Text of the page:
A food not to be neglected; eggs. Indeed, these would have a positive impact on reducing the risk of dementia through their composition of Vitamin B12, lutein and choline.

Physical exercise

You just need to stay active every day and encourage demanding activities that will work your brain by activating several systems at once: coordination of movements, balance, speech, feeling, etc. Here are some examples: playing tennis (eye-movement), dancing (rhythm-movement) and having a quality social life. To have a healthy brain, you must use it to its full capacity.

By having an active lifestyle on a daily basis, blood circulation improves, which contributes to the health of mitochondria (small energy factories) and increases the volume of the hippocampus (seat of memory). That's not all! The same day, the benefits generated by physical activity have an impact on memory. Physical activity alone could reduce the risk of dementia by 50%.

Sleep and stress

It is not surprising that poor quality sleep promotes the development of dementia and Alzheimer's. One study showed an increased risk in people who sleep less than 5 hours per night. Be careful, the use of chemical sleeping pills could increase the risks. Natural supplements to help sleep are of course to be favored, if necessary. Likewise, there is no doubt that reducing stress would be an effective approach to reducing the risk of illness. Sleep quality and stress management are of course linked.

Quality social life

A study from Harvard University concluded, after observing 10,228 people over a period of 28 years, that people aged 60 who socialize with friends every day reduce their risk of dementia by 12%. Everything suggests that this percentage tends to increase if the quality of social life increases. The quality of social life depends on personality.

In a previous blog ( Personality for Living to 100 Years ), it was mentioned that centenarians in Japan, Sweden, the United States and Europe share common personality traits. These same personality traits, linked to shorter or higher longevity, are also linked to the development of Alzheimer's disease.


The components that can be improved by supplements, in relation to the risks and prevention of Alzheimer's, are mainly:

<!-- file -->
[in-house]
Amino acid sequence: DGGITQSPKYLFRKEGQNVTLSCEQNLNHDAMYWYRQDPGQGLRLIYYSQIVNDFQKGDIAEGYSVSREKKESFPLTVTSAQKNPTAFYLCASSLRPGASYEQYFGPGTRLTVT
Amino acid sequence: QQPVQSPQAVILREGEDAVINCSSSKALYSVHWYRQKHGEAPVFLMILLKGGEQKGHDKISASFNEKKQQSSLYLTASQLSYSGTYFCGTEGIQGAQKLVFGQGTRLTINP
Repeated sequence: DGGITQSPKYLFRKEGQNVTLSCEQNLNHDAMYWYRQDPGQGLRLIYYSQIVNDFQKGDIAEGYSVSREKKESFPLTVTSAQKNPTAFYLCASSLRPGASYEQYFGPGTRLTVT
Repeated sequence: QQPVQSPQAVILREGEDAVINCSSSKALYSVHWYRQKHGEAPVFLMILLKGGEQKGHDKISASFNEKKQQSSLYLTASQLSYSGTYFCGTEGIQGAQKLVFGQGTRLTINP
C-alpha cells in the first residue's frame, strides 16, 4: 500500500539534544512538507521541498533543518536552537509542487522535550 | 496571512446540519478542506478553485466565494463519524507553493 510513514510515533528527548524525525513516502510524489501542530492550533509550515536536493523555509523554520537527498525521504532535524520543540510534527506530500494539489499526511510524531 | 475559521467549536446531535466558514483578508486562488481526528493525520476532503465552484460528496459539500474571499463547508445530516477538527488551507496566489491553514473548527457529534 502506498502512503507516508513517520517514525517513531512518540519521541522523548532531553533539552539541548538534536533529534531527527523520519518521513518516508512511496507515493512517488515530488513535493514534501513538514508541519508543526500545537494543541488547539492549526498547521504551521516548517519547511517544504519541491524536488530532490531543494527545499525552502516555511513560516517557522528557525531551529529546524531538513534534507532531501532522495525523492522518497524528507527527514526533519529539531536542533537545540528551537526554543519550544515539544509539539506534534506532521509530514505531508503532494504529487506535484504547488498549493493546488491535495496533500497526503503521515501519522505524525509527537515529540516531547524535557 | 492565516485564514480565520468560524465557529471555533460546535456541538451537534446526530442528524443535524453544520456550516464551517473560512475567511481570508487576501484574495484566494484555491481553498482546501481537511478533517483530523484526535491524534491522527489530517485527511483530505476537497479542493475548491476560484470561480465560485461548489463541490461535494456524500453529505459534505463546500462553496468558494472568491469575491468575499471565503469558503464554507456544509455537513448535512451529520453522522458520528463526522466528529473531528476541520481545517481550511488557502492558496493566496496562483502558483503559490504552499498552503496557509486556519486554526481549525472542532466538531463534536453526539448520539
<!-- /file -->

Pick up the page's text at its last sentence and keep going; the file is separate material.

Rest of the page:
• Insulin resistance;

  • Antioxidant intake;

  • Health of blood vessels;

  • Deficiencies that can reduce neurogenesis capabilities;

  • Improved blood circulation;

  • Stimulation of autophagy ;

  • Reduction of brain inflammation;

  • Stress reduction and improved sleep

The brain being rather impervious to molecules in the bloodstream, not all supplements are known for these improvements which can be useful. A recent discovery has confirmed an important hypothesis that dates back several years: carriers of APO-E4, a genetic mutation which modifies the transport of blood lipids, would need to consume a much greater quantity of omega-3 to allow the brain to have enough. This is one of the mutations known to further increase the risk of developing Alzheimer's. Thus, taking a supplement or very high dietary consumption of omega-3 could help reduce the risks associated with this mutation.

Among the vitamins, vitamin B12 and vitamin D3 are probably the most important. Selenium, zinc and lithium deficiencies could also be to blame (eating seafood and nuts is a very good habit). For plant extracts, ginkgo biloba surely has the most evidence linked to improving blood circulation (to be avoided when taking anticoagulants).

Among the most interesting natural molecules for the brain, Petrella and colleagues (2021) present two of the most important polyphenols in the Mediterranean diet: olive polyphenols and resveratrol . They help reduce inflammation, reduce insulin resistance, stimulate autophagy, reduce oxidation and stimulate several repair mechanisms. These researchers propose their use for both nervous degeneration and neuromuscular degeneration.

Originally published in Vitalité QC magazine :


It is clear that lifestyle habits have a great impact on preventing cognitive decline. Maintaining physical fitness provides good support for overall health, and there are also other concrete ways to intervene in the process of cognitive decline.